Contributed by Enzo Dimatteo, Originally published in Now Magazine, Cabbagetown’s Necropolis Cemetery makes a ghostly wandering ground for a treacherous time in Victorian Toronto’s history
The gravestones of the more than 50,000 people buried at Necropolis Cemetery are literally everywhere – scattered in tiny vales here and there, hidden behind trees and perched precariously on what were once the banks of the Don.
Row upon haphazard row, they occupy corners overgrown with grass. Visitors must watch their step lest they inadvertently trip over the markers and stir the souls of the dead.
Toronto’s second non-sectarian cemetery, which takes its name from the Greek meaning “city of the dead”, also rates as the city’s spookiest resting place for those no longer with us, which makes it a favourite wandering ground for historians and for haunted Halloween walks.
The Gothic Revival archway makes for a foreboding entrance into a treacherous time in Victorian Toronto history when mortality among infants under the age of one accounted for 40 per cent of all deaths in the city. Poor nutrition, sanitation and the absence of immunization from childhood diseases like diphtheria, whooping cough, polio and scarlet fever were among the leading causes.
To be sure, at the Necropolis the gravestones of children who died too young lie alongside the resting places of Toronto’s most famous citizenry: world-champion rower Ed Hanlan; Anderson Ruffin Abbott, the first Black surgeon born in Canada; and Peter Matthews and Samuel Lount, the rebels hanged for their part in the Mackenzie rebellion of 1837. The bodies of those used in research at the University of Toronto are also kept here. More recent additions include the headstone of former NDP leader Jack Layton and a scattering area featuring a sculpture of Depression-era Cabbagetown by Canadian artist Juliet Jancso.
When it was opened in 1850, 984 of Toronto’s earliest settlers were moved from Potter’s Field at Bay and Bloor to Necropolis. At the time, the 15-acre site was on the outskirts of a growing city. The area surrounding the site east of Sumach was largely undeveloped. Only a few houses existed on the west side of the nearby Don River. A “plank road” led to a crossing over the river where John Scadding’s farm occupied the east bank between Danforth and Queen. Care was taken to preserve the area’s natural surroundings when Necropolis was laid out.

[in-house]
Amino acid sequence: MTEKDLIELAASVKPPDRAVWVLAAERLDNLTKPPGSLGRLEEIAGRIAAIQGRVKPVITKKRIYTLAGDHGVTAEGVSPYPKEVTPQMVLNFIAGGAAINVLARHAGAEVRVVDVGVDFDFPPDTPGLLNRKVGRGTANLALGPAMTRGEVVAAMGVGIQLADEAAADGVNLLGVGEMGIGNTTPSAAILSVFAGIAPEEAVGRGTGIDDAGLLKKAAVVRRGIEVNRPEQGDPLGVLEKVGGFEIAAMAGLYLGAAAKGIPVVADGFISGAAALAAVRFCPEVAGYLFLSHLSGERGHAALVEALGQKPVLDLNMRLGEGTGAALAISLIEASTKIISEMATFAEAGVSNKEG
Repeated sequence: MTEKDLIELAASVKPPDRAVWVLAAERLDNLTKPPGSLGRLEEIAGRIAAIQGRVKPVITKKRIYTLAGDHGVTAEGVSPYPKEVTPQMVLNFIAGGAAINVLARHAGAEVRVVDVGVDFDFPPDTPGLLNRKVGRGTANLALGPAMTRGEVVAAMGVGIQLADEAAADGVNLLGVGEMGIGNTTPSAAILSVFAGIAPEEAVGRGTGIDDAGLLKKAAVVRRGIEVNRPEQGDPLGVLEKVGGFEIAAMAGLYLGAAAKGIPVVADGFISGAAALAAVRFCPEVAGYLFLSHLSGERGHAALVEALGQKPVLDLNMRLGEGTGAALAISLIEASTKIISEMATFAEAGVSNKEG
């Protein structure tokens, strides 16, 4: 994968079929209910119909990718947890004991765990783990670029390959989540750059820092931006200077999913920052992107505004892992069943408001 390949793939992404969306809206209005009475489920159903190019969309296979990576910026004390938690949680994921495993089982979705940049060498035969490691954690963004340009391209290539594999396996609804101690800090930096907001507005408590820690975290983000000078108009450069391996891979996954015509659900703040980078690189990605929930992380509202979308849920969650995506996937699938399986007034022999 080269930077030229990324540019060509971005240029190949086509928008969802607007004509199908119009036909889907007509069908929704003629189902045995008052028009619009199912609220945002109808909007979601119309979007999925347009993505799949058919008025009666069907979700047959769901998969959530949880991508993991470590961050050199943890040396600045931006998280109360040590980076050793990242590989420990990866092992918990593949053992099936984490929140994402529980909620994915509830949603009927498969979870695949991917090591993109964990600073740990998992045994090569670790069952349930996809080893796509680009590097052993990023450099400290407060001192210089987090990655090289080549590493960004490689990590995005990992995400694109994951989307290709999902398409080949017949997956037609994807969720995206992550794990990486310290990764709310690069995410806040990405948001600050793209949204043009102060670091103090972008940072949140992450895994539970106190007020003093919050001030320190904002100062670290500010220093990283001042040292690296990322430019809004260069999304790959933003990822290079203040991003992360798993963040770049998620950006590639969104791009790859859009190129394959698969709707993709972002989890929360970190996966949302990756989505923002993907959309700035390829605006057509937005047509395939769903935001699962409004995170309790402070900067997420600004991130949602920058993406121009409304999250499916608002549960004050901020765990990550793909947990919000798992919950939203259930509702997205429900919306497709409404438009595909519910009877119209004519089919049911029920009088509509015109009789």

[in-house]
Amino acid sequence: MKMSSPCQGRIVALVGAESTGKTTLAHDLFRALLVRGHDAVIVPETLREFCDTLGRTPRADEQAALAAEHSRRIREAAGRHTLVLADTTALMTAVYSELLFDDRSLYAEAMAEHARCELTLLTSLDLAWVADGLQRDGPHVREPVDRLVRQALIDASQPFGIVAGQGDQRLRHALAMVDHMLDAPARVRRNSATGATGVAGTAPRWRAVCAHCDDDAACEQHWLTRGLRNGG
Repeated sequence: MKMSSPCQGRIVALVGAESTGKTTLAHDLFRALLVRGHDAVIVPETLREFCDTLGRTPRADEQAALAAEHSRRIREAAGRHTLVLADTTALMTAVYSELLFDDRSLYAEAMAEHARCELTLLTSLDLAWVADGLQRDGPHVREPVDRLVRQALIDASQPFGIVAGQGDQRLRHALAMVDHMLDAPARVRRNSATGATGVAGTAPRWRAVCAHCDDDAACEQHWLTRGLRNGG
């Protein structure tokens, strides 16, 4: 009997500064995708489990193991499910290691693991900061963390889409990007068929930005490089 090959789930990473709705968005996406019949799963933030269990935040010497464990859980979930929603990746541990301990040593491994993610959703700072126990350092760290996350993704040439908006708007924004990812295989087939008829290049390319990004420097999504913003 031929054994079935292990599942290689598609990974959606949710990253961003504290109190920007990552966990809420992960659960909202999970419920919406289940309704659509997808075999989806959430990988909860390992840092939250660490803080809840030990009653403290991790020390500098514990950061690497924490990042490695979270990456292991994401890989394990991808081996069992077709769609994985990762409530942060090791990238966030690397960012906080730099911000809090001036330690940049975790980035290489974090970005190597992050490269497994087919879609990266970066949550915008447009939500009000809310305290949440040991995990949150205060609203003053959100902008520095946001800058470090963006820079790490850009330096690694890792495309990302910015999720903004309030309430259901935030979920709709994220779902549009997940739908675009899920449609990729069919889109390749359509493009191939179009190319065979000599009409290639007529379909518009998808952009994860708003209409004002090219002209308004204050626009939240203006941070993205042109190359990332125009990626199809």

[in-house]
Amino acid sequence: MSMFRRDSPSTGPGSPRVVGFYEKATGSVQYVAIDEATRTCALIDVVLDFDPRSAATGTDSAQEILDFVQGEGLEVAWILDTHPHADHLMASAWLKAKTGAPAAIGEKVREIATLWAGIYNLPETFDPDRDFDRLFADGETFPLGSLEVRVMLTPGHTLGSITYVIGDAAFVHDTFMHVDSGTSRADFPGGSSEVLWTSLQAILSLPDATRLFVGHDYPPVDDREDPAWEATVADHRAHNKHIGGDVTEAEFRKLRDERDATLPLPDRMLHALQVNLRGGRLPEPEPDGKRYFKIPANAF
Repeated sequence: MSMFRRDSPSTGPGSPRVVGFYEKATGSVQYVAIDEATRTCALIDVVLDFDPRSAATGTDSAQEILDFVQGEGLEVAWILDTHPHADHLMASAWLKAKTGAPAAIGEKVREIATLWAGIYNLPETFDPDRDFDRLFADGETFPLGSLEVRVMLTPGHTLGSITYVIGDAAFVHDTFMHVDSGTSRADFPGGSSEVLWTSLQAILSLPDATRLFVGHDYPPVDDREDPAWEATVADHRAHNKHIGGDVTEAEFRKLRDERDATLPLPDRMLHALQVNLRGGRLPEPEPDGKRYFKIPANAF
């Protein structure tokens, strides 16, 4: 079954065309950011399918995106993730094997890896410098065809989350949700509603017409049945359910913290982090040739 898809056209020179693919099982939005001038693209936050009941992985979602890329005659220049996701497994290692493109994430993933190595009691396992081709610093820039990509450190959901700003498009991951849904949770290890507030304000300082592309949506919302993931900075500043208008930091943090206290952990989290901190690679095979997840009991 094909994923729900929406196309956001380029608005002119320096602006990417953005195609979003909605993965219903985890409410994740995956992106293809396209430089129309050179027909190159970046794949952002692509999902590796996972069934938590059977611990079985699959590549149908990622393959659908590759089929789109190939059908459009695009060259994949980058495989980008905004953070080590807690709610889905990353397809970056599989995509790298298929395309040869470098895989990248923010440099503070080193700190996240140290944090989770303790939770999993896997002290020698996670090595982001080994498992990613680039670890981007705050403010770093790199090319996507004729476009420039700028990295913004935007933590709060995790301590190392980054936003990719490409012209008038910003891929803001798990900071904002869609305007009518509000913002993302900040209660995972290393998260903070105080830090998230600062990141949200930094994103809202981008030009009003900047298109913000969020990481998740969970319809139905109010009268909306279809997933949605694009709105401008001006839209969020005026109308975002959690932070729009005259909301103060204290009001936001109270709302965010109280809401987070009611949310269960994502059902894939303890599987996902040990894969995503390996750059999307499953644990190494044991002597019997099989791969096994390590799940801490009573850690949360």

The first person to be buried there was Andrew Porteous. The cemetery’s registry says that his body was stored in the “Dead House” until it was buried on May 22, 1850, in Section R, Lot 20.
Unlike the famous inhabitants that would later take up residence at Necropolis, Porteous, who was “likely” born in Montreal in 1781, was said to have had his share of “financial difficulties” as a trader in “spirits, wine, gunpowder, wax and glass.”
But he would eventually rise to the position of post master before he died in 1849 “by the bursting of one of the great arteries of the heart.” He was 69. Only the base is what’s left of his gravestone at a spot overlooking the Bayview Extension. Erosion has claimed the rest on what used to be the bank of Castle Frank Brook.
The chapel at the entrance to the cemetery was erected in 1872 and designed by Henry Langley, the first chair of the department of architecture at the University of Toronto and an architect known for his Gothic Revival churches – among them St. Stephen-in-the-Fields and St. Michael’s Cathedral. He was interred at Necropolis in 1907.
In 1888, the Riverdale Zoo was built immediately to the south. It is said that visitors to the cemetery back then could sometimes hear the roar of lions and screeching of monkeys, which would eventually be closed and replaced by Riverdale Farm in 1974. Now visitors to Necropolis are more likely to hear the chirping of birds and hum of traffic from the nearby Don Valley Parkway.